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Orthopedic Special Tests for the Shoulder

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  1. Orthopedic Special Tests for the Shoulder James H. Lynch, MD, MS Military Sports Medicine Fellowship Modified from lecture by Keith Scorza, MD, MBA

  2. History and Physical Exam • Cornerstone of the diagnostic process • Determine Treatment Path • Avoid unnecessary procedures

  3. History Observation Inspection Palpation Range of motion Strength Neurovascular exam Imaging Orthopedic Special Tests (OST’s) Limited number of studies Questionable reliability and accuracy Orthopedic Encounter

  4. What is the best evidence we have to date? • Comprehensive systematic review published in 2008 • Hegedus et al. Physical examination tests of the shoulder: a systematic review with meta-analysis of individual tests. Br J Sports Med 2008;42:80-92. • Critiqued 45 studies • Only half were deemed well designed • Only two had adequate samples sizes • Close to 100 shoulder OST’s evaluated • Only three tests had adequate studies for meta-analysis

  5. Five Categories of Tests • Impingement • Rotator Cuff Pathology • Labral Tears and Biceps Pathology • AC joint pathology • Instability

  6. Five Categories of Tests • Impingement • Rotator Cuff Pathology • Labral Tears and Biceps Pathology • AC joint pathology • Instability

  7. Impingement • Hawkins-Kennedy • Neer’s sign • Supraspinatus Test • Infraspinatus Test

  8. Hawkins-Kennedy Test and Neer’s Sign

  9. Supraspinatus (‘empty can’*) and Infraspinatus Tests *Recent study with EMG data suggests that the Supraspinatus may be better isolated with a “full can” position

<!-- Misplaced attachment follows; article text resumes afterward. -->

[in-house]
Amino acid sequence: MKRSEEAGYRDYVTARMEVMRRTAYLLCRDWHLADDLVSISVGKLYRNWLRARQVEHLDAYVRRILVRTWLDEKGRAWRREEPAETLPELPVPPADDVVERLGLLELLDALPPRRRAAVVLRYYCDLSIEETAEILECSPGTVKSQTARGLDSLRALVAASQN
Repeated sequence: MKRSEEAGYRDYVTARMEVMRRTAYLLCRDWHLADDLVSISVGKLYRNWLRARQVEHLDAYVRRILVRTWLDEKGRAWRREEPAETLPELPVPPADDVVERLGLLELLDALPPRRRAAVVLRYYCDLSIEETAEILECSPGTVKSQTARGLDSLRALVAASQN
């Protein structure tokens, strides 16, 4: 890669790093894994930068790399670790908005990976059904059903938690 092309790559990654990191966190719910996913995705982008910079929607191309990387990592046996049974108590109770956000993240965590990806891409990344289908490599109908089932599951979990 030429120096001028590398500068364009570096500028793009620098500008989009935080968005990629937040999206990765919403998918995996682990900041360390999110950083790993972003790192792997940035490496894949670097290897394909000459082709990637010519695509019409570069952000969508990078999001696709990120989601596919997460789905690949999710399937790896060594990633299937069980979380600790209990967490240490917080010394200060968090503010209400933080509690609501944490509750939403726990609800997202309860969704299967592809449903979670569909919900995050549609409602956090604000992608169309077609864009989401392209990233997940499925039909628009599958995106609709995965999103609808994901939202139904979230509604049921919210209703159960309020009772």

10. Evidence Based Considerationsfor impingement • Hawkins-Kennedy test and Neer’s sign • May serve as a screening test • Infraspinatus and Supraspinatus tests • May serve as a confirmation test

  11. Five Categories of Tests • Impingement • Rotator Cuff Pathology • Labral Tears and Biceps Pathology • AC joint pathology • Instability

  12. Supine Impingement Sign External Rotation Lag Sign (ERLS) Drop Arm Test Bear Hug Test Belly Press Test Hornblower’s Test Sensitive, any injury Specific, any injury Specific-subscapularis Specific-teres minor Rotator Cuff Integrity

  13. Supine Impingement Sign

  14. External Rotation Lag SignDrop Arm Test

  15. Bear Hug and Belly Press Tests

  16. Hornblower’s Sign

  17. Evidence Based RecommendationsRotator Cuff Integrity • Supine Impingement Tests • May be a useful screening test for any rotator cuff tear. • ERLS and Drop Arm Tests • May have value to “rule in” any rotator cuff tear when positive • Bear-Hug and Belly Press tests • May have value to “rule in” a subscapularis tear • Hornblower’s • May be a sign of severe degeneration of the teres minor muscle